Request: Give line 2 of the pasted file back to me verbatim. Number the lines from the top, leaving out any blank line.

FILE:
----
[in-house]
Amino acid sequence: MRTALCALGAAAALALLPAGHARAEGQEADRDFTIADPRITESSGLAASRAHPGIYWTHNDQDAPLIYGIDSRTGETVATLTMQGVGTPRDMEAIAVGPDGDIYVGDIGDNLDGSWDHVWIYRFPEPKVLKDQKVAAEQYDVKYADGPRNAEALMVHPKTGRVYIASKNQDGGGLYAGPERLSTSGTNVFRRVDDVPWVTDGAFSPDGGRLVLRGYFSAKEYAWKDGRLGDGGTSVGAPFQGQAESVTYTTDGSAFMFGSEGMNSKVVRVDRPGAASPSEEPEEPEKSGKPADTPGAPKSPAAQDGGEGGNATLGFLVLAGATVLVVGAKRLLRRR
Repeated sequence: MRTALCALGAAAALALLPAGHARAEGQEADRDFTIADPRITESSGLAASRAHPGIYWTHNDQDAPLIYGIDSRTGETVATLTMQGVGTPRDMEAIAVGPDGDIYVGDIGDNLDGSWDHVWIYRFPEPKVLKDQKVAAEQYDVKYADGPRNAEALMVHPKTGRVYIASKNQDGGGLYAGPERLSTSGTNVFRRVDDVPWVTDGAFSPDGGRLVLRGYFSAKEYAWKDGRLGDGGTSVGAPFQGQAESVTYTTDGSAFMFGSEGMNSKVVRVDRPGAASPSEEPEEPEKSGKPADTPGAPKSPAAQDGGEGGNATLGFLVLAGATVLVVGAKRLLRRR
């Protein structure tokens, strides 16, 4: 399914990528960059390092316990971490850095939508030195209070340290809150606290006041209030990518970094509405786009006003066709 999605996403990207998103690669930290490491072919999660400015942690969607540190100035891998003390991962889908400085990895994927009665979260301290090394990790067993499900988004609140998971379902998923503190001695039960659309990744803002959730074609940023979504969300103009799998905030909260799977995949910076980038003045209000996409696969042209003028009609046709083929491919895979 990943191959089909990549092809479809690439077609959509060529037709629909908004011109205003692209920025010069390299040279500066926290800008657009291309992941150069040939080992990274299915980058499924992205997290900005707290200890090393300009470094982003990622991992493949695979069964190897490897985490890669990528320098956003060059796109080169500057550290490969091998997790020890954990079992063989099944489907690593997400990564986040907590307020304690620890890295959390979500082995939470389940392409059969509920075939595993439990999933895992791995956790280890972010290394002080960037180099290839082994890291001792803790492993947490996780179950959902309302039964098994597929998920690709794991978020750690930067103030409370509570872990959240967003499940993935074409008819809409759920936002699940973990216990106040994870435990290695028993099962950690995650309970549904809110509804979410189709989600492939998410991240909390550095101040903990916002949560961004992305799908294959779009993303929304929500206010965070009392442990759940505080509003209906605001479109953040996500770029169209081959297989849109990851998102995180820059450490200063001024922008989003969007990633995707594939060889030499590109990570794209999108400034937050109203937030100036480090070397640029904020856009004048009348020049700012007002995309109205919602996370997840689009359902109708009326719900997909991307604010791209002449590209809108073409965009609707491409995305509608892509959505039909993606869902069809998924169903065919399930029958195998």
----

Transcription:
Amino acid sequence: MRTALCALGAAAALALLPAGHARAEGQEADRDFTIADPRITESSGLAASRAHPGIYWTHNDQDAPLIYGIDSRTGETVATLTMQGVGTPRDMEAIAVGPDGDIYVGDIGDNLDGSWDHVWIYRFPEPKVLKDQKVAAEQYDVKYADGPRNAEALMVHPKTGRVYIASKNQDGGGLYAGPERLSTSGTNVFRRVDDVPWVTDGAFSPDGGRLVLRGYFSAKEYAWKDGRLGDGGTSVGAPFQGQAESVTYTTDGSAFMFGSEGMNSKVVRVDRPGAASPSEEPEEPEKSGKPADTPGAPKSPAAQDGGEGGNATLGFLVLAGATVLVVGAKRLLRRR